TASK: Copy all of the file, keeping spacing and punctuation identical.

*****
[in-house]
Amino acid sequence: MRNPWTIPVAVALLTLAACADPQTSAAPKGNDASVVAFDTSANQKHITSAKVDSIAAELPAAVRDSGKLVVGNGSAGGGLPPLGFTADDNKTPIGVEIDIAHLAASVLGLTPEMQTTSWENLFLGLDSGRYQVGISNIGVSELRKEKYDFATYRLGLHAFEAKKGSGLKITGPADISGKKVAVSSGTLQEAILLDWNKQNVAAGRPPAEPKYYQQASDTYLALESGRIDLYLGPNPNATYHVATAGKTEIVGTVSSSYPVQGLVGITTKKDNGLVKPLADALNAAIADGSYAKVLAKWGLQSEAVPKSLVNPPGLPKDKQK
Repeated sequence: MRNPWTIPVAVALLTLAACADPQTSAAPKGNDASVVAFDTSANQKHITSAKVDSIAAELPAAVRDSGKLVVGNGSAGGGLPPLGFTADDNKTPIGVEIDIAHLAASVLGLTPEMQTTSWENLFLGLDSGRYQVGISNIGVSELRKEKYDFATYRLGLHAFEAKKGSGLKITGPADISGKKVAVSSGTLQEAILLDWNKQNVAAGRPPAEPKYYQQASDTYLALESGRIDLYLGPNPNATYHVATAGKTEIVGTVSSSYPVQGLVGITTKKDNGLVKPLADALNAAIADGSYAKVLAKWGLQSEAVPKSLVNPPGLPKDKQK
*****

[in-house]
Amino acid sequence: MRNPWTIPVAVALLTLAACADPQTSAAPKGNDASVVAFDTSANQKHITSAKVDSIAAELPAAVRDSGKLVVGNGSAGGGLPPLGFTADDNKTPIGVEIDIAHLAASVLGLTPEMQTTSWENLFLGLDSGRYQVGISNIGVSELRKEKYDFATYRLGLHAFEAKKGSGLKITGPADISGKKVAVSSGTLQEAILLDWNKQNVAAGRPPAEPKYYQQASDTYLALESGRIDLYLGPNPNATYHVATAGKTEIVGTVSSSYPVQGLVGITTKKDNGLVKPLADALNAAIADGSYAKVLAKWGLQSEAVPKSLVNPPGLPKDKQK
Repeated sequence: MRNPWTIPVAVALLTLAACADPQTSAAPKGNDASVVAFDTSANQKHITSAKVDSIAAELPAAVRDSGKLVVGNGSAGGGLPPLGFTADDNKTPIGVEIDIAHLAASVLGLTPEMQTTSWENLFLGLDSGRYQVGISNIGVSELRKEKYDFATYRLGLHAFEAKKGSGLKITGPADISGKKVAVSSGTLQEAILLDWNKQNVAAGRPPAEPKYYQQASDTYLALESGRIDLYLGPNPNATYHVATAGKTEIVGTVSSSYPVQGLVGITTKKDNGLVKPLADALNAAIADGSYAKVLAKWGLQSEAVPKSLVNPPGLPKDKQK